Farmers are showing strong interest in government grants for anaerobic digestion in England.

It follows WRAP’S offer of grants of up to £10,000 to help farmers carry out economic and environmental research for small-scale, on-farm anaerobic digestion (AD).

The £3m fund is aimed at people who would like to consider AD but haven’t known where to start or haven’t wanted to invest in the initial costs of a feasibility study.

DEFRA director Colin Church said there had been strong interest in the scheme since it was launched earlier this month.

Mr Church gave evidence last week to a House of Lords committee looking at ways of reducing waste along the food supply chain.

As well as creating energy, small-scale AD is seen as a way of improving slurry management, increasing fertiliser value and creating diversified income streams.

But consultants have highlighted the importance of a thorough feasibility study before farmers embark on an AD project.

Until recently the capital costs and lack of technology options for small-scale plants had made AD inaccessible to many, said Cath Anthony of farm business consultants Bidwells.

But advances in technology and reductions in price mean we are now revisiting a number of projects that were previously unviable.

Despite this, it is still essential to do your homework, said Ms Anthony.

Too many people jump into projects without considering the true feasibility and viability of projects or take the wrong advice.

AD is a complex technology, with many factors influencing a project, meaning each project is different, Ms Anthony explained.

The site-specific nature of AD means that in every case it is essential to carry out a full feasibility study – for peace of mind and to ensure a fundable project.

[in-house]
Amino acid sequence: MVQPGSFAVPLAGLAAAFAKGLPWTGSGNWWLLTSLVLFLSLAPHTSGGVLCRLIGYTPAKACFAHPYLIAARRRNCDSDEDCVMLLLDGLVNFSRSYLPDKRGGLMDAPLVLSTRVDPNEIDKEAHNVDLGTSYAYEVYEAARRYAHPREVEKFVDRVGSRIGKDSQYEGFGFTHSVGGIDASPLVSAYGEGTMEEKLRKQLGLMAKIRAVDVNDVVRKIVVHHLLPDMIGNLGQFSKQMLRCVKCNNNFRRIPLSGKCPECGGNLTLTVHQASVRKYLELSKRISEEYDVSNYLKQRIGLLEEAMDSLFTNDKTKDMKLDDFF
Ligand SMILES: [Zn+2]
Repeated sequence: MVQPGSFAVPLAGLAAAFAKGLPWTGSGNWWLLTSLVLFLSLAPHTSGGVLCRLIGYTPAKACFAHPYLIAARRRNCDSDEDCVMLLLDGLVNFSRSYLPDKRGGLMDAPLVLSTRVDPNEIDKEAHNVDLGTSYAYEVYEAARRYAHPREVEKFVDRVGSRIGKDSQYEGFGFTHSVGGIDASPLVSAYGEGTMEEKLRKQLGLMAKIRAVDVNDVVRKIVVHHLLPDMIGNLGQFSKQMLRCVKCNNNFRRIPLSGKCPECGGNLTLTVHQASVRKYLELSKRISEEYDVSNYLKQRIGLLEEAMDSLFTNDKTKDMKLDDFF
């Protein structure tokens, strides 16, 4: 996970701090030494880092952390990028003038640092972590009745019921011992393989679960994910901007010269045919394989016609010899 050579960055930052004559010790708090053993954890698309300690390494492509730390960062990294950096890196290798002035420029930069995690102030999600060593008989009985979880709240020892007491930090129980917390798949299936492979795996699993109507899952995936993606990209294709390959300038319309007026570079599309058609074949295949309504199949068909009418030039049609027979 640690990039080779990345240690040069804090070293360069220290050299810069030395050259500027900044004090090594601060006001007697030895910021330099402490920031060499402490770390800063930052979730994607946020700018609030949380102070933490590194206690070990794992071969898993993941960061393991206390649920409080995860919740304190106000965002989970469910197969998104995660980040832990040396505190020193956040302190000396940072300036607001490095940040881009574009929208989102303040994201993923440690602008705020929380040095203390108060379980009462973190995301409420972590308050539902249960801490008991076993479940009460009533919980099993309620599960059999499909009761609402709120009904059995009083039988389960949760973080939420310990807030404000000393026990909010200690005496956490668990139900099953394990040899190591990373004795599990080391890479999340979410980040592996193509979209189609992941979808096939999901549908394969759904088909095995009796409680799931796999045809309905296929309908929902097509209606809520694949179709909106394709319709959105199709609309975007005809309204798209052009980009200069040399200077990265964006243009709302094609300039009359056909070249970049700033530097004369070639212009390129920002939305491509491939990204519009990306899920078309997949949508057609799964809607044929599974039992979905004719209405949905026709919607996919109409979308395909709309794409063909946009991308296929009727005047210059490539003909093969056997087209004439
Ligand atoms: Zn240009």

One of the biggest barriers to uptake for the small-scale AD market is access to funding, said Ms Anthony.

Large commercial projects are able to take advantage of economies of scale, making the initial feasibility reports a small percentage of the total cost.

In the case of smaller plants, these economies of scale are not available and the percentage cost of pre-funding research is much higher.

The on-farm AD grant is designed to contribute towards the cost to farmers of consultancy fees, planning and permitting.

This initial capital input will allow schemes to progress to a stage where a credible business plan can be put forward to apply for funding.

On Farm Anaerobic Digestion Fund

  • WRAP is offering a grant of up to £10,000 a farm to create a business plan that will investigate the potential of developing AD.
  • Farm required to contract a suitably qualified person to carry out the study and develop a business plan using templates and guidance supplied.
  • On Farm AD Loan Fund will be offering loans of up to £400,000 or up to 50% of the projects costs for AD plants producing up to 250kW in England from early 2014.

More details

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DEFRA offers loans for small-scale AD plants